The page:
Philadelphia’s court system came under fire at a City Council hearing Monday for inaction after a report the court commissioned found a “culture of nepotism, mistrust and racial tension” among judges and staff members.
Two Black female judges said they have experienced hate and discrimination from fellow judges and a lack of commitment from court leadership to address systemic racism.
The president of the organization that completed the report said she stopped hearing back from court leadership after delivering it — even though her contract involved ongoing work to provide training.
And Council members criticized Common Pleas President Judge Idee C. Fox for declining to testify at Monday’s committee hearing. Councilmember Kenyatta Johnson, who called for Monday’s hearing, said it was “totally unacceptable” that Fox declined to testify.
“It’s not about one branch of government vs. another branch of government,” Johnson said. “It’s about transparency and addressing the issue of institutional racism.”
But in a letter submitted in lieu of testimony, District Court Administrator Richard T. McSorley pushed back on some of Council’s accusations and asked lawmakers to reflect on the issues of favoritism and nepotism highlighted in the report. They are “deeply embedded in this city’s culture,” and not unique to the courts, he said.
“These factors are among the most formidable internal impediments we in government face,” McSorley wrote. “We have asked our judges to reflect on that notion, and we kindly ask this gracious Council to do the same.”
The First Judicial District, the city’s local court system, commissioned the independent report in 2018 from the Center for Urban and Racial Equality (CURE), a Washington-based organization. The report was based on surveys and focus groups of some of the court’s more than 2,400 employees, and found serious problems with diversity, equity, and inclusion.
After it was completed in 2019, there was a yearlong delay before its release in July. It was made public after a letter from Judge Karen Y. Simmons, who was the victim of a racist and sexist attack while she was running to become president judge of municipal court in 2018, wrote a letter pushing for its release. Fourteen Council members also wrote a letter urging its release.
Simmons testified Monday about the threat she received and the subsequent response from court leadership. The threat came via an interoffice note passed through the judges’ robing room, a private area for judges, and said: “There Will Never Be a Black [expletive] Running Our Court. You Won’t be President Judge!!!”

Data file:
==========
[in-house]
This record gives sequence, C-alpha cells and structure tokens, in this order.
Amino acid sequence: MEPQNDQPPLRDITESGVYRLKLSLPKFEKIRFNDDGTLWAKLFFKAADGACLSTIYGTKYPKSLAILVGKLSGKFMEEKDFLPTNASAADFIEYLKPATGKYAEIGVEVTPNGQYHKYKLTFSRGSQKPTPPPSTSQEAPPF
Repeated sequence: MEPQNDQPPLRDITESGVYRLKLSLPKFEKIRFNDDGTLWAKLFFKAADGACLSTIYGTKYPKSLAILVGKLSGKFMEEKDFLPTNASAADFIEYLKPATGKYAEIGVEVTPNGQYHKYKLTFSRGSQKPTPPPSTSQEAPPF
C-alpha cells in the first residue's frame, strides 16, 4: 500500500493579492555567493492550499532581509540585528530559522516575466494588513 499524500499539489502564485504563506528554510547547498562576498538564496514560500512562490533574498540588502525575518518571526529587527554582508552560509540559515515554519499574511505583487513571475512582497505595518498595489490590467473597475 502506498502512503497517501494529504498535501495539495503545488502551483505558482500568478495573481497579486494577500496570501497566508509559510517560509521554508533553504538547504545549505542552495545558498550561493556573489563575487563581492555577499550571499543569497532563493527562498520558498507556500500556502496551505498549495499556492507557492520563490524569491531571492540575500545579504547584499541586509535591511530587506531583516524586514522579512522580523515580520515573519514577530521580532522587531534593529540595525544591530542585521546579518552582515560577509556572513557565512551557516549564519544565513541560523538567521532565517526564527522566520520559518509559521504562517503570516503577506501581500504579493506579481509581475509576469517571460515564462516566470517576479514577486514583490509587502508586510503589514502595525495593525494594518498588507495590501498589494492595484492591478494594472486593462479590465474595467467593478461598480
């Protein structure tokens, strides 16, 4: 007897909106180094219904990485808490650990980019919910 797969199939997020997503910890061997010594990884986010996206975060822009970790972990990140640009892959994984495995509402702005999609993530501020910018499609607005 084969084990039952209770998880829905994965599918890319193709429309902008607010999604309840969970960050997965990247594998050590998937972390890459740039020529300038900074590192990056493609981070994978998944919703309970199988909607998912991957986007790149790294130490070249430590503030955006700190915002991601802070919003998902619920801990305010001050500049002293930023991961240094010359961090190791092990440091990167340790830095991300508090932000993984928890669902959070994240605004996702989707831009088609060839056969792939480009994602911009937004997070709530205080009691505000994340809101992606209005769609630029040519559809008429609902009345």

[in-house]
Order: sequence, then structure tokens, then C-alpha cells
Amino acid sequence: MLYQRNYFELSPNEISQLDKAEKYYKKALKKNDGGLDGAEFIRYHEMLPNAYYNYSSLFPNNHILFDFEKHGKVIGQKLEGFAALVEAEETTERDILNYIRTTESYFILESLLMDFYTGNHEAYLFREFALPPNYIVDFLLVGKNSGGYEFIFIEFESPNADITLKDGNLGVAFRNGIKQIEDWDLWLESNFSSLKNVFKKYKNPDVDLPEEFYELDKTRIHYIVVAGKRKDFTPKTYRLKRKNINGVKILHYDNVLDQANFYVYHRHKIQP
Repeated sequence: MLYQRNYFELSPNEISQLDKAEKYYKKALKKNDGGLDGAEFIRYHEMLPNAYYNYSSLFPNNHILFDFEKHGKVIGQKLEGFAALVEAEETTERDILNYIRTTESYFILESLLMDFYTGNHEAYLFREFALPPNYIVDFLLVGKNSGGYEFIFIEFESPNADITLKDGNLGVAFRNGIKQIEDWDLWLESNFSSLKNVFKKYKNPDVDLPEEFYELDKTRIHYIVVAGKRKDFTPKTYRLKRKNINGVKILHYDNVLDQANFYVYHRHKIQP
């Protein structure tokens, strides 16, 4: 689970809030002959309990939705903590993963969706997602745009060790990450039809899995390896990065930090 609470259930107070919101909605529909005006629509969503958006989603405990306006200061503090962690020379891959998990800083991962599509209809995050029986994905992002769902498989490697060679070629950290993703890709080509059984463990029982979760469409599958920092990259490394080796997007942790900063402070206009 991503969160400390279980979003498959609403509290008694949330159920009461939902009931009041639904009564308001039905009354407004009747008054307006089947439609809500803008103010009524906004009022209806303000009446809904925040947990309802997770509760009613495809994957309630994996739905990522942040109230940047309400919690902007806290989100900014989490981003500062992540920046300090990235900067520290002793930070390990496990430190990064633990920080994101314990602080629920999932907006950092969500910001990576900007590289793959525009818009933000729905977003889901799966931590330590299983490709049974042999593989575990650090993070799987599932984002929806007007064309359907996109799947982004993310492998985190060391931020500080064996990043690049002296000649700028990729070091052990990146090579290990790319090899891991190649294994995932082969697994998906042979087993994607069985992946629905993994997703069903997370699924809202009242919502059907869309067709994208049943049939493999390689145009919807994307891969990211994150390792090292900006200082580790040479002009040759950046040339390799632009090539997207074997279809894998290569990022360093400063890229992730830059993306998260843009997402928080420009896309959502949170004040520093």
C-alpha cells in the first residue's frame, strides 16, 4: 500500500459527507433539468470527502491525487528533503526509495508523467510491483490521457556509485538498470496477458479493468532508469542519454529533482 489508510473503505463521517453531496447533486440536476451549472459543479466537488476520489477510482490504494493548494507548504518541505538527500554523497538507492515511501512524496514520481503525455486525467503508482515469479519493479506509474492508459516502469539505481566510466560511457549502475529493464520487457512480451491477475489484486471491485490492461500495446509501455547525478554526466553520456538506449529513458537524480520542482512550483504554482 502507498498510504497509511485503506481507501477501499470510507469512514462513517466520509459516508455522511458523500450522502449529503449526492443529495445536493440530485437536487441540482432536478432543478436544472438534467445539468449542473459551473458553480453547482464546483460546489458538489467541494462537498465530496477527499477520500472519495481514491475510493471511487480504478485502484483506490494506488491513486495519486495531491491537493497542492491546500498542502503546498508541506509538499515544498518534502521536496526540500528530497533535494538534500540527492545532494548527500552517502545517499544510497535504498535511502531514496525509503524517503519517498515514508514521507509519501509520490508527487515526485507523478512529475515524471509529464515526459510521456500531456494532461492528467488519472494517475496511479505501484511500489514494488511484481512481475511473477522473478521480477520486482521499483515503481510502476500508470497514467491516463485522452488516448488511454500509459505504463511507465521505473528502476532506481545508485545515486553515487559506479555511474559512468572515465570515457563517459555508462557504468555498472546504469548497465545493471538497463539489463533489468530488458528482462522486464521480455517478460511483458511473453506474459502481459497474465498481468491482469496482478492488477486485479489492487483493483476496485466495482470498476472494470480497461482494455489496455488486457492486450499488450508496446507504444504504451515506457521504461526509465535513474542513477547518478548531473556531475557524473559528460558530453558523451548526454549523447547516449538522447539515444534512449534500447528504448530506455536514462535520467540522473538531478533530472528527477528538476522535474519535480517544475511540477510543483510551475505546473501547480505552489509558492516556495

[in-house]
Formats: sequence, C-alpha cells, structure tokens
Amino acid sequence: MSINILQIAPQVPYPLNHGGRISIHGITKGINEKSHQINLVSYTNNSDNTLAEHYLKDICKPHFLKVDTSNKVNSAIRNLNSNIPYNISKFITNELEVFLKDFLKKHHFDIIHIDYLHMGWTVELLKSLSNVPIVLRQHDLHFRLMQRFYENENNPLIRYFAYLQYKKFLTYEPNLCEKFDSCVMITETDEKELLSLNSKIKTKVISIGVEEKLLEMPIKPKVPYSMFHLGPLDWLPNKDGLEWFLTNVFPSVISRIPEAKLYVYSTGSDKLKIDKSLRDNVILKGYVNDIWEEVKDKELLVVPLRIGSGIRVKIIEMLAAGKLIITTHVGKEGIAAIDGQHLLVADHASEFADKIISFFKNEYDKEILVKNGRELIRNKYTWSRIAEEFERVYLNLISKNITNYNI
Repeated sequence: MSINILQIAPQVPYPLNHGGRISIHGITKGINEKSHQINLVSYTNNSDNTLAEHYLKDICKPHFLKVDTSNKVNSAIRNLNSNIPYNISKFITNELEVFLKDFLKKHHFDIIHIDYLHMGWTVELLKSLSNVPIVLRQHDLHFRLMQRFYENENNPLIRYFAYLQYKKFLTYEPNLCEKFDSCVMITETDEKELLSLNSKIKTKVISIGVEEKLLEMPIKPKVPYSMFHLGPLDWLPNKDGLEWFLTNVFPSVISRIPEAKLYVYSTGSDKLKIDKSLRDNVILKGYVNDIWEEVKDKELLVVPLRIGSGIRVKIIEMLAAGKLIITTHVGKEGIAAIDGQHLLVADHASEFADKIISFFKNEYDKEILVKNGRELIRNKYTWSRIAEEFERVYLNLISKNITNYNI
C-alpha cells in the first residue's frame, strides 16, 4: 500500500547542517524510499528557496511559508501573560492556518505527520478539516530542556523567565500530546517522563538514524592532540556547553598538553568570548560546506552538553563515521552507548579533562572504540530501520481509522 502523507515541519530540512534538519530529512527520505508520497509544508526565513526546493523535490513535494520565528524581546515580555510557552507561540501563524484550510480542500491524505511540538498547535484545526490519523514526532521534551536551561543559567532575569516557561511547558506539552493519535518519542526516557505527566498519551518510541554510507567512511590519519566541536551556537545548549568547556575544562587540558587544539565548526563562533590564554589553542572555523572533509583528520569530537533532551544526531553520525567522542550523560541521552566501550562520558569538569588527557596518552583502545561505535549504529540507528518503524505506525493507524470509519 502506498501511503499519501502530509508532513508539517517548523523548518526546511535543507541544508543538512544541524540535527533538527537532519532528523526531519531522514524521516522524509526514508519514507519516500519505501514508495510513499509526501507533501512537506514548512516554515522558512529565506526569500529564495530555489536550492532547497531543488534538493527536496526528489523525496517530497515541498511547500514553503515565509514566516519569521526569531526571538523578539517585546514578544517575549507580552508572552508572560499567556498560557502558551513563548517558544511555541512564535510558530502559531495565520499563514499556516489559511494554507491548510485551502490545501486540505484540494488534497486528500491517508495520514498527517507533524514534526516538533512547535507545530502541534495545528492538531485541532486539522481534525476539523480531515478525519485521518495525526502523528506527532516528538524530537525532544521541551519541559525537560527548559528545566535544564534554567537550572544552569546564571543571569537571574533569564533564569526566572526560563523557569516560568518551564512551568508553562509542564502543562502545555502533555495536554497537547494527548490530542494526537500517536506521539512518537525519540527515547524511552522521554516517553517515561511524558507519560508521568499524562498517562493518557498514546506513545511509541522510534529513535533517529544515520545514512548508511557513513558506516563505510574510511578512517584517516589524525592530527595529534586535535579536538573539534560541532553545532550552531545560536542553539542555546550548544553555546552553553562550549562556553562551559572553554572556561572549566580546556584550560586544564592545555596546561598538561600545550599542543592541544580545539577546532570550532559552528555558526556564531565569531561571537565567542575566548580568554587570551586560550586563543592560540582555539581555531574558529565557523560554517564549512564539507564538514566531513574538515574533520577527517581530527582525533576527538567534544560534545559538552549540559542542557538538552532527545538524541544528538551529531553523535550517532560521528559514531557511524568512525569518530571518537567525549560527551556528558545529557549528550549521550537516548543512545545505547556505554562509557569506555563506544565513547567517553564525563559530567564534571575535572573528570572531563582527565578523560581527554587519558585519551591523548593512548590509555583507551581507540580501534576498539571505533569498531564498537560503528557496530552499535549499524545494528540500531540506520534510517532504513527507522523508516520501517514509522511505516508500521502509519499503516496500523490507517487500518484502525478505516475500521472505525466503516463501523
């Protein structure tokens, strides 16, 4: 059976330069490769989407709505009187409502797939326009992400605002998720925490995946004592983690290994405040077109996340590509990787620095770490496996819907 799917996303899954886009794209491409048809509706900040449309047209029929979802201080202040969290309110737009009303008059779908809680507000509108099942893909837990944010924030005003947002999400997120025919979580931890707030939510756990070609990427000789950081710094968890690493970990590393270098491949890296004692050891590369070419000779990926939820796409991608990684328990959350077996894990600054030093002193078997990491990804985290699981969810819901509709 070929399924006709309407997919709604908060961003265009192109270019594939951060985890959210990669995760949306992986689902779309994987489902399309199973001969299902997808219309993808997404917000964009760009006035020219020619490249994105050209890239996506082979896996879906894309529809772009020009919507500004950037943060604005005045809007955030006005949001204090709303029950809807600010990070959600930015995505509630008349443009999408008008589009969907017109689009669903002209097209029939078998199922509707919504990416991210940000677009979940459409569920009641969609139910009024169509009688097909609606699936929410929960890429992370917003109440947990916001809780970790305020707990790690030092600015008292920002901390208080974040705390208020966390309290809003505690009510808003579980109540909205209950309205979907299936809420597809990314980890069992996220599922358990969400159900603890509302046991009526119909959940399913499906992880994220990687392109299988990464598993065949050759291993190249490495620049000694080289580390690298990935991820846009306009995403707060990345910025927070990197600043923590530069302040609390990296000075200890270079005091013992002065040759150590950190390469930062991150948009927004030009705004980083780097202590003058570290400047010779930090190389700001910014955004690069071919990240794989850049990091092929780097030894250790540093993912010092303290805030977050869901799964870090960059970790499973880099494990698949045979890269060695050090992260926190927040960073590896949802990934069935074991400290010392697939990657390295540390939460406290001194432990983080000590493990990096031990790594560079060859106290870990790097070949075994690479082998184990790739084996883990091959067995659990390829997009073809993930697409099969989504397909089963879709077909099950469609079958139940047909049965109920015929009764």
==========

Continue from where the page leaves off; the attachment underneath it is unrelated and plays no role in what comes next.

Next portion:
It was dismissed and not investigated or addressed officially by the court, Simmons said — even though it appeared to come from a fellow judge or court staff member.
“They had the ability as leaders to send a clear message that my life mattered and that this Black female judge mattered,” she said. “Had the same type note been left for a Jewish person or a white woman, the [Administrative Governing Board’s] response would have been vastly different. There would have been a strong, swift, and clear response.”
Judge Roxanne Covington, the only other judge who testified Monday, said she received a death threat earlier this year. While threats are fairly common for judges, Covington said she was disappointed that it was difficult for her to get security protection in response, while white judges did have security details.
Since the report’s release, “I can tell you that not only has nothing changed, but things have continued and gotten worse — in particular for Black female judges,” she said.
Covington said she worries about the court system’s ability to treat citizens fairly if its own judges and staff members are subjected to discrimination. The court system needs “something more than sending out a statement or holding a training,” she said.
Judy Lubin, CURE’s president, told Council members Monday that she stopped hearing back from the First Judicial District after she delivered the report in 2019, and she eventually asked for the termination of the contract due to the court’s unresponsiveness. She recently heard back from the court, she said, and will have “exploratory conversations” later this week about conducting implicit bias training.
“There needs to be transparency, there needs to be accountability, and that needs to be an open and ongoing process,” Lubin said.
McSorley’s letter said judicial and administrative leaders completed implicit bias training in October, and similar training sessions are planned for all court employees.
Gabriel Roberts, a spokesperson for the First Judicial District, said in a statement Monday that the court’s Administrative Governing Board “is moving with sustained urgency to address the issues raising in the CURE Report.”
The board “is committed to implementing the recommendations outlined in the CURE report as well as making diversity, equity, and inclusion ongoing priorities for the courts,” Roberts said.